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Will My Suppliers Accept a Card Payment

09 February 2011  |  5664 views  |  2

In the B2B world, generally speaking, buyers and suppliers both understand the benefits of moving to electronic payments.  These benefits include higher rates of straight-through processing, reduced bank fees, improved security, quicker settlement, and reduced costs.  Typically, electronic invoice payments are made over ACH networks. Now, in addition to this traditional payment method, virtual card technology is being used to make invoice payments.  This is one of the hottest topics in B2B A/P payments today.

The rebates generated by card programs account for a large portion of their appeal.  Rebate amounts which vary based on payment volumes and rebate percentages (which themselves vary based on credit terms) make it possible to transform an A/P department from a cost center to a revenue generator.  But upon learning about this payment option, most everyone asks, “Why would a vendor accept a card payment for an invoice and pay the interchange fee?  There are several reasons.

Many suppliers already accept invoice payments via card so they will likely accept them from you too; especially if they place a high value on you as a customer and wish to accommodate your payment preference.  Additionally, they may do the cost/benefit analysis regarding the interchange fee and decide that their margin is sufficient.  Or, perhaps you have enticed them with the offer of better terms or a higher concentration of spend.

But there are other important reasons that are not immediately apparent.  Suppliers do want to receive electronic payments.  They do want to reduce their lockbox fees.  They do want to automate their A/R process and achieve higher straight-through processing rates.  They do want their payments to clear more quickly. 

Additionally, using ACH as a payment method requires providing banking information.  Whether housed by you in your ERP system or housed in a third-party database, some suppliers are cautious about sharing their bank account and routing information.  Following best practices such as the use of ACH debit blocks or debit filters, and using reverse positive pay do go a long way toward mitigating this risk.  In fact, the 2009 AFP Payments Fraud and Control Survey indicated that ACH credits enjoyed the second lowest incidence of payment fraud. Yet many suppliers prefer to accept payments via card because it allows them to enjoy the advantages of electronic payments while addressing their need to keep their banking information private.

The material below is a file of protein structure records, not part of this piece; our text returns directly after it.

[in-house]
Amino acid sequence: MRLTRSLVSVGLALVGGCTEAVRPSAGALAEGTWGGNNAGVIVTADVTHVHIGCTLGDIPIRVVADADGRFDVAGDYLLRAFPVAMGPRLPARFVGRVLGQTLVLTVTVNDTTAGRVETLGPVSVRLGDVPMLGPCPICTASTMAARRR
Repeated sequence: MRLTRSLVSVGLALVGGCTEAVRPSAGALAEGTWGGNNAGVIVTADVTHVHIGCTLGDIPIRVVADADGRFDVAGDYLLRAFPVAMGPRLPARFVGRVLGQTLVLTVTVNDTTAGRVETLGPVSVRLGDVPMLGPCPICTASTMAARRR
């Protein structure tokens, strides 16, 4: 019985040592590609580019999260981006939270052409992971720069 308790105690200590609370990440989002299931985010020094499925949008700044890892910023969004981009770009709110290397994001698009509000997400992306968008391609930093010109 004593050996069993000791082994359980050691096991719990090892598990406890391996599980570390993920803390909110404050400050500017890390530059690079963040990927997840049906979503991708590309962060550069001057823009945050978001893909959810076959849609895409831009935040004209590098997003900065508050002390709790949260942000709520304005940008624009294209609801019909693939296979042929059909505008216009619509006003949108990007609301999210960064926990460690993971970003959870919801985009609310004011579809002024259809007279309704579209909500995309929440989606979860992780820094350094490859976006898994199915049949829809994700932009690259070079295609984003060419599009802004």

What about your company?  Are you willing to share your banking information with your customers?  Is this a hurdle?  Could accepting invoice payments via card provide a solution?  Tell me what you think!


Comments: (2)

Ketharaman Swaminathan
Ketharaman Swaminathan - GTM360 Marketing Solutions - Pune | 11 February, 2011, 12:57


I learned from a recent experience as a supplier that, even in the B2B world, there are certain payments that are small enough to be authorized by VP-level of people in the customer organization. Such payments can be made in minutes by VPs using their credit cards and then claimed back from their company via their standard claims reimbursement process.

This experience exposed "frictionless payment initiation" as one more reason why suppliers should consider accepting credit card payments, especially for cross-border transactions. In fact, in such situations, acceptance of credit card boosts the chance of the sale happening in the first place. 

On the other hand, when I wasn't able to accept credit card payments due to issues being faced by PayPal in India, the following alternatives proved to be extremely painful and almost killed the sale:

  1. EFT. According to their company policy, only the Group Chairman of the customer organization was authorized to initiate EFTs. When this person could finally find the time for this activity amid his busy schedule, they discovered that their bank - a local community bank in Illinois, USA - apparently lacked knowledge of terms like BIC involved in cross-border payments and hence had to regret inability to process such a transaction.    
  2. Western Union / MoneyGram. Could be used to make payments only to me as an individual, not to my company. So, this option was also ruled out. 
  3. Cheque. While this was the option that worked eventually, it took 35 days to sight good funds in my company's bank account, not to mention that it attracted some fees.

While my experience possibly pertains only to a small percentage of B2B payment types, it does illustrate the merits of accepting credit card payments in such niches.


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A Finextra member
A Finextra member | 12 April, 2011, 16:47

We are happy to use AMEX to pay suppliers and many will take it - good for airmiles to use on business when you rack up £20k of spend at a time on equipment etc.  £1m spend pa is a lot of air miles!

Smaller suppliers are put off by the higher AMEX fees but I think this is more a perceived higher cost than anything that makes a real difference.

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